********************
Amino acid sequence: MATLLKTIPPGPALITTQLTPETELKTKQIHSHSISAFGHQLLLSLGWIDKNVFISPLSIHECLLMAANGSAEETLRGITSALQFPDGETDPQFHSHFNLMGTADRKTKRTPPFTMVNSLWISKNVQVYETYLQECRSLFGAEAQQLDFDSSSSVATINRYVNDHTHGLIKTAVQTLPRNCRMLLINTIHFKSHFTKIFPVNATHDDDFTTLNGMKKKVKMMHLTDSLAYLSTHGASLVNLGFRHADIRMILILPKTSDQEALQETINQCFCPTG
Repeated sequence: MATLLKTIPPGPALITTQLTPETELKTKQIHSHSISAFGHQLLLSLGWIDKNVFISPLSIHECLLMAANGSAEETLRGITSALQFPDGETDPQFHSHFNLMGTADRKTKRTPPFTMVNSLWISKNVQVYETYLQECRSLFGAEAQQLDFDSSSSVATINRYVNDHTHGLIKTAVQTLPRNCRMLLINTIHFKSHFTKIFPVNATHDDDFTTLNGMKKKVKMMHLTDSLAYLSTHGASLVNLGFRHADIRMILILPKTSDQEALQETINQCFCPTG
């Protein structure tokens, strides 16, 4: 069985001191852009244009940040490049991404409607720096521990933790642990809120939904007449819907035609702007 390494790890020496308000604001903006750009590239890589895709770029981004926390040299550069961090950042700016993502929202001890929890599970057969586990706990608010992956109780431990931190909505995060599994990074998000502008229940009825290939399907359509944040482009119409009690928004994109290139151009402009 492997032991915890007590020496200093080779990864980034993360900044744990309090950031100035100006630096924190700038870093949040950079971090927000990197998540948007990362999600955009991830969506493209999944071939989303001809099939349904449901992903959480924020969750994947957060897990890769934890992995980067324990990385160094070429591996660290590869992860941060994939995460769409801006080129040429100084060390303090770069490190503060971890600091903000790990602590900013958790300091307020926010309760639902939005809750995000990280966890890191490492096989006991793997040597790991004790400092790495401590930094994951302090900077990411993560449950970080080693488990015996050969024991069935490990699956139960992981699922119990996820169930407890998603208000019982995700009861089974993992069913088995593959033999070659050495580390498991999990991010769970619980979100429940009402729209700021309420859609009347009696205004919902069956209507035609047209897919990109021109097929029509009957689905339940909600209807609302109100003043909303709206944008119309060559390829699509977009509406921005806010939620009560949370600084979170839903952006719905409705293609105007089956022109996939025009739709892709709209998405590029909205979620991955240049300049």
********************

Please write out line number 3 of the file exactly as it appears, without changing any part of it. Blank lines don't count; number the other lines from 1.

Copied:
């Protein structure tokens, strides 16, 4: 069985001191852009244009940040490049991404409607720096521990933790642990809120939904007449819907035609702007 390494790890020496308000604001903006750009590239890589895709770029981004926390040299550069961090950042700016993502929202001890929890599970057969586990706990608010992956109780431990931190909505995060599994990074998000502008229940009825290939399907359509944040482009119409009690928004994109290139151009402009 492997032991915890007590020496200093080779990864980034993360900044744990309090950031100035100006630096924190700038870093949040950079971090927000990197998540948007990362999600955009991830969506493209999944071939989303001809099939349904449901992903959480924020969750994947957060897990890769934890992995980067324990990385160094070429591996660290590869992860941060994939995460769409801006080129040429100084060390303090770069490190503060971890600091903000790990602590900013958790300091307020926010309760639902939005809750995000990280966890890191490492096989006991793997040597790991004790400092790495401590930094994951302090900077990411993560449950970080080693488990015996050969024991069935490990699956139960992981699922119990996820169930407890998603208000019982995700009861089974993992069913088995593959033999070659050495580390498991999990991010769970619980979100429940009402729209700021309420859609009347009696205004919902069956209507035609047209897919990109021109097929029509009957689905339940909600209807609302109100003043909303709206944008119309060559390829699509977009509406921005806010939620009560949370600084979170839903952006719905409705293609105007089956022109996939025009739709892709709209998405590029909205979620991955240049300049």